Right now, there are several ways that I know about to write programs using the new instructions. If you want to use the SSE4, AES and PCLMULQDQ instructions, then you can use the Intel® Compiler. The Intel Compiler supporting Intel AVX is expected to be released in the first quarter of 2009. GCC4.3 supports SSE4. There is also a version of GCC that supports AES and PCLMULQDQ available in the svn (subversion) respository svn://gcc.gnu.org/svn/gcc/branches/ix86/gcc-4_3-branch . GCC for Intel AVX is under development as well: svn://gcc.gnu.org/svn/gcc/branches/ix86/avx. GNU binutils which includes the "gas" assembler is available for AES, PCLMULQDQ and Intel AVX. Also available are the YASM and NASM assemblers.

If anyone has questions about this or suggestions for something they'd like me to write about, please post a comment. I'd like to hear about what is important to you. There are so many aspects of this that I'd like to describe in future postings:

    • How it works

    • Isolation issues

    • Debugging

    • Advanced use options

    • Program checkers

Also if you have software questions you can post them to the Intel® AVX and CPU forum at:

For more complete information about compiler optimizations, see our Optimization Notice.


anonymous's picture

Will AVX support be automatic in the Intel C and Fortran compilers? That is, if you set the correct command line options in the compile command, will the compiler automatically AVXify the executable, the way it currently does automatic SSE* vectorization?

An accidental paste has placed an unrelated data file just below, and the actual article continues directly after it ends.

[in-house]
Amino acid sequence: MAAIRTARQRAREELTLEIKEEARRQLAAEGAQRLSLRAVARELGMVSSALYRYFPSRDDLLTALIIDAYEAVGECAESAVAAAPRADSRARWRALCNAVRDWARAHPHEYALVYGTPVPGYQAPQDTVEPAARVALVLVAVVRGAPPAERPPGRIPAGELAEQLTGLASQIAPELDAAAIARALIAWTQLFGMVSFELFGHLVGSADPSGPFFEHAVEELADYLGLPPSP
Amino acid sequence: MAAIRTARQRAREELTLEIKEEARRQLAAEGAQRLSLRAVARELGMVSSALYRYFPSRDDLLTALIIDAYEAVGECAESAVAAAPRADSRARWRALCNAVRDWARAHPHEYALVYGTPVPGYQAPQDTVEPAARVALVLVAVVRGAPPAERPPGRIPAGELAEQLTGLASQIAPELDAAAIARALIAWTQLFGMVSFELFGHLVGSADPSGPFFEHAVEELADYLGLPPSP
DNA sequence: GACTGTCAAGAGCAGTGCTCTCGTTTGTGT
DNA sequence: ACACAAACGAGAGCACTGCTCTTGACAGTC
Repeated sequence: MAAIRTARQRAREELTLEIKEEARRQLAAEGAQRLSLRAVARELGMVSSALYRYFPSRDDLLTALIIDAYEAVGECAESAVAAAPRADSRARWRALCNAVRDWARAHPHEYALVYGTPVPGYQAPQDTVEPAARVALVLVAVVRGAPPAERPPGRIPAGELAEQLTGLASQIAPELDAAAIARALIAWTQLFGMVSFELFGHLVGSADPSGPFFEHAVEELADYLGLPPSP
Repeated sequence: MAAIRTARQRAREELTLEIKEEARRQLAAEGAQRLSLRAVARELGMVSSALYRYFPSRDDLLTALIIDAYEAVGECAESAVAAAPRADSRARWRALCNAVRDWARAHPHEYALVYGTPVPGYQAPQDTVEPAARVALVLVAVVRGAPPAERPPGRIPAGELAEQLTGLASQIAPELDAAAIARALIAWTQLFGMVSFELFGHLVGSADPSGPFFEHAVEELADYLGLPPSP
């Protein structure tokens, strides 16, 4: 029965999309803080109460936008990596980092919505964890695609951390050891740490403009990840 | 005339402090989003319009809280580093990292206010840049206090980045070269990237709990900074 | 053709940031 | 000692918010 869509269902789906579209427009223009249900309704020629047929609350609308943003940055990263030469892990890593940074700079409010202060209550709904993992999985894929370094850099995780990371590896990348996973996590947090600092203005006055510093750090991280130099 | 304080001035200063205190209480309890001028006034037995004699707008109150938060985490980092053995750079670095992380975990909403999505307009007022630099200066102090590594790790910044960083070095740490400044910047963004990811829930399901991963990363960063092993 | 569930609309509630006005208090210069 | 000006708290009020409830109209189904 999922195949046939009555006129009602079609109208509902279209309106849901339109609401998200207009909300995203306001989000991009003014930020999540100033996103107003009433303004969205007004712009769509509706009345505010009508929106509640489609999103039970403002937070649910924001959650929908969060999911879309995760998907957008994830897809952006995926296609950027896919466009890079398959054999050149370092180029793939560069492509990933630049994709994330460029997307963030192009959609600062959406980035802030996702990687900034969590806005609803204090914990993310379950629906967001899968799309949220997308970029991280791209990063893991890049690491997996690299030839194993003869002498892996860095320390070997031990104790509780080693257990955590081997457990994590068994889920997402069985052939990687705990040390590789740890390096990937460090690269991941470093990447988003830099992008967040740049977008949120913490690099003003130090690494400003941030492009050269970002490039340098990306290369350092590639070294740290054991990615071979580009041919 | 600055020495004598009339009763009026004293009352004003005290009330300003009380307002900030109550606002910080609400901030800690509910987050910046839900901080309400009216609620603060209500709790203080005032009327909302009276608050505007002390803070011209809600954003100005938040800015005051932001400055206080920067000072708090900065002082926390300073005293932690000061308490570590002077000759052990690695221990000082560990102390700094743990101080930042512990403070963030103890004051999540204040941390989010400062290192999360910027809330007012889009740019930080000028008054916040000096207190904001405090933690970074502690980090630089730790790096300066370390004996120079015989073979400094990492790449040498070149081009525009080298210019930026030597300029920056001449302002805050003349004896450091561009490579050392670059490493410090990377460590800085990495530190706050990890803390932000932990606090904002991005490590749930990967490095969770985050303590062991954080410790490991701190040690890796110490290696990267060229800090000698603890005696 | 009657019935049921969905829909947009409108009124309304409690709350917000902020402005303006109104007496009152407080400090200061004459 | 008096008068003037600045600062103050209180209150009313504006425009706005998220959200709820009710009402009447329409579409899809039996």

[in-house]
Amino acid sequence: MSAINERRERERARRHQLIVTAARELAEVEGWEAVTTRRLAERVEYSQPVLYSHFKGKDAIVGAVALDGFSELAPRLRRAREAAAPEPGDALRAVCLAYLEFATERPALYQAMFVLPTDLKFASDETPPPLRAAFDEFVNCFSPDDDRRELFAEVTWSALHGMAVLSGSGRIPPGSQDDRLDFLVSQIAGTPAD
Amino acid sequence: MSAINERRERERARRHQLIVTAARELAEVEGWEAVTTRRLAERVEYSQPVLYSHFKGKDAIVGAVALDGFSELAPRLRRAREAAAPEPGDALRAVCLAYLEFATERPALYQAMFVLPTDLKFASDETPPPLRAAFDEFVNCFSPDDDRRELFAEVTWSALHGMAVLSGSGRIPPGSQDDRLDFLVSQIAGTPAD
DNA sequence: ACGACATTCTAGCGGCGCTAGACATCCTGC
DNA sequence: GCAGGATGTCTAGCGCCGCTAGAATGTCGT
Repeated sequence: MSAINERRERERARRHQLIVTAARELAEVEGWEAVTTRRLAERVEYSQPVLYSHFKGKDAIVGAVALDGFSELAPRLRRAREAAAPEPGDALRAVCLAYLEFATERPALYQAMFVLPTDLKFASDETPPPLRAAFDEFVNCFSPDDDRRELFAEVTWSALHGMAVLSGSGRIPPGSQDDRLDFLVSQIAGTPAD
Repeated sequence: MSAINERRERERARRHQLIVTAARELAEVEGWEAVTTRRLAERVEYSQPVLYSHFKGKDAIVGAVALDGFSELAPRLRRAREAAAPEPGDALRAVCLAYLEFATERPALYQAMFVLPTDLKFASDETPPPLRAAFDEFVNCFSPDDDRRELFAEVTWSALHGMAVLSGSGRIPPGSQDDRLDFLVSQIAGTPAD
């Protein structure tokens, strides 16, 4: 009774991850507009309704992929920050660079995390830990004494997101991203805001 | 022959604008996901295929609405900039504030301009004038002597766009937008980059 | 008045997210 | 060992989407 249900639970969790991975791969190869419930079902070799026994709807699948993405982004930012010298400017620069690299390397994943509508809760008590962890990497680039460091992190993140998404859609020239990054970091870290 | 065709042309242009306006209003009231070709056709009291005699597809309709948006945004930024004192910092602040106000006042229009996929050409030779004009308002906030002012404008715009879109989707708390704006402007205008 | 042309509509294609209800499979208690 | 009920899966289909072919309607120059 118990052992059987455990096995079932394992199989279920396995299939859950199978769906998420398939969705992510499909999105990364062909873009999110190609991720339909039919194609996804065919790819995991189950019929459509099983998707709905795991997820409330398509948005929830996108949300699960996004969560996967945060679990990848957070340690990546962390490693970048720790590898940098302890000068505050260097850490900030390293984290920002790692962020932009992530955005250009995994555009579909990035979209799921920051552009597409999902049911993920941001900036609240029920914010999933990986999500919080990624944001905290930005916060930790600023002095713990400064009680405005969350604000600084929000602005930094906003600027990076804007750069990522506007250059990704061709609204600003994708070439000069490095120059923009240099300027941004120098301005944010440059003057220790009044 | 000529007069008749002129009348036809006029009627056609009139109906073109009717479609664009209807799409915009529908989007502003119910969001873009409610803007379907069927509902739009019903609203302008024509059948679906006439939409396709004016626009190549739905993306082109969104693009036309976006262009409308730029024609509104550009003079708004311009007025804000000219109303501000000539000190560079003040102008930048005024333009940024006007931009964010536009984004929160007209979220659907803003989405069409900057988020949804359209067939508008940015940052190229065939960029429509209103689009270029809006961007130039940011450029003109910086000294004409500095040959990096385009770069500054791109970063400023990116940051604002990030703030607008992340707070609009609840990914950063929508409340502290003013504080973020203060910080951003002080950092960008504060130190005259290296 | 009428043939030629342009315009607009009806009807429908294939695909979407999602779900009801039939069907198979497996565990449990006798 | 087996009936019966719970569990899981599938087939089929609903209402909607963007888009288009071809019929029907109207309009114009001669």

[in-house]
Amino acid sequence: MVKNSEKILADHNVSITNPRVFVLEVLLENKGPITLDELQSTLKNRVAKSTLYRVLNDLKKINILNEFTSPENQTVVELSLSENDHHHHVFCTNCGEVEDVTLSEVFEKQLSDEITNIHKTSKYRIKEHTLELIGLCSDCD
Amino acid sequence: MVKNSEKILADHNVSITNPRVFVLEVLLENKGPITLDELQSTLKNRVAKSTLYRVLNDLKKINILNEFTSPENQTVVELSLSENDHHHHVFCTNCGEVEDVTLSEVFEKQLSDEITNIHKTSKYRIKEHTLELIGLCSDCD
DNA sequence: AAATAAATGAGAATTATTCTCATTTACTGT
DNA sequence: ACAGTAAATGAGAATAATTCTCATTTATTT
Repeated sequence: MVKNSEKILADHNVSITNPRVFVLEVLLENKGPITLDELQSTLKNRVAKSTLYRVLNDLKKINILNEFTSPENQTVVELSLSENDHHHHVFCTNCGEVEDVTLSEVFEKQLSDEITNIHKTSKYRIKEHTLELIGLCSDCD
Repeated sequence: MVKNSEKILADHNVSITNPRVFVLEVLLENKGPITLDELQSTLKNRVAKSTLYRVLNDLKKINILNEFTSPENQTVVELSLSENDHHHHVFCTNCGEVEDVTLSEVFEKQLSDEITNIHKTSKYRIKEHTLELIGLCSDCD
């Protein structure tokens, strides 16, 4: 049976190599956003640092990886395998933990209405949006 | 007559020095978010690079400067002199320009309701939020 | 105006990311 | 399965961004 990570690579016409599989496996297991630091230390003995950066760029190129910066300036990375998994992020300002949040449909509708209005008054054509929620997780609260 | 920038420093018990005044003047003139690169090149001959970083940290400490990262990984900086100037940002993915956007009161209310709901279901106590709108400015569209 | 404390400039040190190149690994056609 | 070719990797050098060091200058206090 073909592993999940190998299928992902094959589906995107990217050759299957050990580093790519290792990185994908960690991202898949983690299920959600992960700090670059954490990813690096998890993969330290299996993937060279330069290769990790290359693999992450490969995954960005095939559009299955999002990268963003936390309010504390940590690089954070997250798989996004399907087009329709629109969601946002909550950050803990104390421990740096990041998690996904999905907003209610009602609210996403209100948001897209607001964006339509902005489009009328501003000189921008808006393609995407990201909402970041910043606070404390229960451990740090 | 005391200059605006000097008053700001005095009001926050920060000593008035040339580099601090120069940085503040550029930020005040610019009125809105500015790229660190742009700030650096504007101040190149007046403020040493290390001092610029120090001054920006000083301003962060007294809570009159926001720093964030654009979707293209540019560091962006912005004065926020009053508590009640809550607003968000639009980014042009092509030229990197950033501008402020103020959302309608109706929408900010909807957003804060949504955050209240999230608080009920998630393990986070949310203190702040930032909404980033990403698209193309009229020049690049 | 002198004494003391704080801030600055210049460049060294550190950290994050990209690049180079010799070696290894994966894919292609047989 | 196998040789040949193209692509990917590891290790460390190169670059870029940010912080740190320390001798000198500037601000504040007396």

Mark Charney (Intel)'s picture

(reposting; 1st one didn't show up)

The cpuid config file is a good suggestion. We use a file with 6 columsn (two inputs, 4 outputs) internally. I will put this on the list but cannot commit to implementing it ASAP.

Can you skip the warnings from chip-check with a post-processing script?

The -no-shared-libs knob only affects the mix histogramming. It should not cause crashes. Send me the details of that crash if you want.

Thanks for hte kind words about the emulator. Glad it is helping.


anonymous's picture

Hi Mark,

I am wanting to emulate older processors to check for illegal instructions and am finding it tricky to do so using the SDE CPUID options. For example, for Pentium III I am using:

-core2_cpuid_baseline 1 -sse2_cpuid 0 -sse3_cpuid 0 -sse41_cpuid 0 -leaf1_cpuid_family 7 -chip_check PENTIUM3

Setting family = 7 is my way of preventing Intel compiler 11.1 dispatching to SSE2 code (just sse2_cpuid=0 doesn't seem to be enough).

I'm 90% sure I could be setting these options better but it strikes me that it might be useful to make CPUID emulation completely configurable. For example, what about an option like -cpuid_file file.txt where the utility reads a text file compatible with the CPUZ format, e.g. containing lines like this for PIII: